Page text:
Stock Market Runs, Costing Out College and the "Sandwich Generation"
Feb 24, 2017
Q: The Dow-Jones has been on a run since November. Do you expect the run to continue or is there a slow-down around the corner?
A: This has been a robust market, with a lot of opportunities for investors. But the investors who are best equipped to benefit in the long-run, are those with clearly defined life goals by which investment decisions take their cues. If goals and priorities are absent from or are inadequate in an investment portfolio, investing will be more reactive and a game of catch-up. Worse, an investor won’t feel satisfied because chasing market runs or timing the market, ultimately, is not an effective strategy.
However, ongoing contributions to a retirement account or saving toward the purchase of a second home are satisfying practices because you can measure progress and because goals have a disciplining effect on your day-to-day actions. So the question ‘how long will this run last?’ is a good one, but a far better question is ‘how efficiently am I progressing toward my life goals?’
Q: My high school senior will be expecting a few college admission letters to arrive in the next month or so. My wife and I want to help fund as much of the cost of college, but we are behind the curve when it comes to savings. Is there a resource out there that can help?
A: If time isn’t on your side, there are creative ways to reduce costs, the best of which is shopping college credit hours around. In most colleges, a student’s core curriculum needs to be completed on campus, but there’s nothing stopping a student from taking electives at a nearby community college or taking summer classes at a community college back home. Not only is the cost per credit hour cheaper, but students may finish school earlier. Also, the amount of federal grants and private scholarship monies that go unclaimed each year is huge. According to the latest figures from Sallie Mae, roughly $100 million in scholarship funds go unclaimed every year. One particular college student who went on to found a scholarship search app netted $1.4 million in scholarships after a seven-month search.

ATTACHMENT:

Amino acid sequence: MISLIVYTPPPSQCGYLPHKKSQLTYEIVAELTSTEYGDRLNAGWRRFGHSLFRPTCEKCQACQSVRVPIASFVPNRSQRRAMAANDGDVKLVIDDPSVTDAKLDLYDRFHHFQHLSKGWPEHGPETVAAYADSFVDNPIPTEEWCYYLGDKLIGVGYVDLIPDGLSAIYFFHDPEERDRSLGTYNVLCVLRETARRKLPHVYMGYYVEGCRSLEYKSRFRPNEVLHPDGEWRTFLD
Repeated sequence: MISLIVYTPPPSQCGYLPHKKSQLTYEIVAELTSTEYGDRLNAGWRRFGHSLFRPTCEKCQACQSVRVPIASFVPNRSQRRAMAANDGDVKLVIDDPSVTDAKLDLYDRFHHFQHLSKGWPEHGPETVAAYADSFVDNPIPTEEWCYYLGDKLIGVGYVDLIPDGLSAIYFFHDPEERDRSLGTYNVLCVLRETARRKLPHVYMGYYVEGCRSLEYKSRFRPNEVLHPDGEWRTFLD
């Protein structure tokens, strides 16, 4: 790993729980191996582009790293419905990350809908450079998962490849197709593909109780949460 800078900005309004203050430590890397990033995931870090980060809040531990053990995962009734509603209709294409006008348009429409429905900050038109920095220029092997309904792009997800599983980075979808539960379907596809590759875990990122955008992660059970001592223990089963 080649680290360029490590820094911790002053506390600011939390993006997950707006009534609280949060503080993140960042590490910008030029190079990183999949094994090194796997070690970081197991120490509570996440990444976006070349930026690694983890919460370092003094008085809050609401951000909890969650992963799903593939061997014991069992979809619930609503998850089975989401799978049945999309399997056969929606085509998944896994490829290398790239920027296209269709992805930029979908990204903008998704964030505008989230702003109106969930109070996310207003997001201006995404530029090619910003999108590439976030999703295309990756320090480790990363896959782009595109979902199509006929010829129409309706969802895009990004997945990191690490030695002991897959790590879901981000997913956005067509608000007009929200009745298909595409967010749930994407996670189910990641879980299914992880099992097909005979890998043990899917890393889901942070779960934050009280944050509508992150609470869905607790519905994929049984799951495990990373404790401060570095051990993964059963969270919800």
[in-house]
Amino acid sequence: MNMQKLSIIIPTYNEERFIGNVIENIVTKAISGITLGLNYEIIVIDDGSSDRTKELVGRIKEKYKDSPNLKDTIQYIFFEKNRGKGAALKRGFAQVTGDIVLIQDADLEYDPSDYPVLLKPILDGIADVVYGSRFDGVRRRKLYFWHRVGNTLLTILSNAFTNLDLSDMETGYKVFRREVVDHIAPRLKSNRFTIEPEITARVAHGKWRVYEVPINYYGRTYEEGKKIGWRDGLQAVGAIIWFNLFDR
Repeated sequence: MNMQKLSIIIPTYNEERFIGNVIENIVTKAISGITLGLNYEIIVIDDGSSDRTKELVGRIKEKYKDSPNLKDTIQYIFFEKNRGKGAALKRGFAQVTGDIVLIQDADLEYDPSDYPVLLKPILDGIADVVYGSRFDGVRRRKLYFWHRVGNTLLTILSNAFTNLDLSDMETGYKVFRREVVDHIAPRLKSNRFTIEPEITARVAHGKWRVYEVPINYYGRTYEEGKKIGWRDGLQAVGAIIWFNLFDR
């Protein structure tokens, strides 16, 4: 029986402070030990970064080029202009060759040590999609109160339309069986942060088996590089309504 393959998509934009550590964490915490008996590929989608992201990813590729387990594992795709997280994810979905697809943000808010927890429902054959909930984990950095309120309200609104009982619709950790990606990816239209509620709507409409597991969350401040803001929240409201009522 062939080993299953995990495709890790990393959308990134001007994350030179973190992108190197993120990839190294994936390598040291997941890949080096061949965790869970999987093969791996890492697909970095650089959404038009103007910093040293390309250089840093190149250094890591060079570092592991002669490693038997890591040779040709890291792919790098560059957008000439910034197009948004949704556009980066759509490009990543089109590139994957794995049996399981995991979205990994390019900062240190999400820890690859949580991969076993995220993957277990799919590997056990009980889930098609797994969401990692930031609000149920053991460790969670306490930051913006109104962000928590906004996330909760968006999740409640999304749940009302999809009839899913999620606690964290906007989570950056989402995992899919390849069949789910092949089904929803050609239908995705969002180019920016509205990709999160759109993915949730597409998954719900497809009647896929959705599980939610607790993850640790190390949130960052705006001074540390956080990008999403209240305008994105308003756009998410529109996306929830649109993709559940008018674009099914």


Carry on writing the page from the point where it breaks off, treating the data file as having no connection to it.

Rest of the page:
The other option that may not sound glamorous, is working part-time through college. Studies show that, besides earning funds, student employees tend to have higher GPAs, better graduation rates and more work experiences to add to their résumés.
For families with a longer time horizon, a 529 plan is your best way to realize tax-free savings and compound interest. 529 plans were designed to be like 401Ks for college education, so parents should give them careful consideration. I would even suggest parents open a 529 while they are expecting, with either spouse named as temporary beneficiary before the child is born. Since the savings for any goal is easier the earlier you start, the extra nine months can make a big difference.
With forethought, conversation and a little creativity, parents and their college-aged children can have peace of mind about graduating college with a good education and manageable or no student loan debt.
Q: I have kids (ages 4 and 6) and will likely be in a situation where I am caring for my mother (age 62) who is declining in health. I knew this was coming, but didn’t realize that what an incredible cost burden it would be, not to mention added stress. What are my options?
A: We studied this phenomenon at Merrill Lynch and found that 91 percent of people are seriously unprepared to take care of their kids and their aging parents. People who fall into this category are called the “sandwich generation.”
To be sure, this is a difficult place to be in. Caregivers feel the full weight of financial responsibility for their parents and children and often feel overwhelmed. But caregivers need to understand that they can’t do it all and that the responsibility cannot fall on one person or a couple.
The first, best and simplest place to start is to have a family conversation. Without it, the burden falls unevenly on one family member. Some lawyers and financial professionals have been trained to facilitate this conversation, so take advantage of people who can help.
One more important thing. Caregiver(s) may be tempted to borrow from their own retirement account to meet of present day financial needs. This is a mistake. Dipping into your retirement is like robbing Peter to pay Paul. In the end, when you compromise your own retirement, you run the risk of being a burden on your own kids down the road.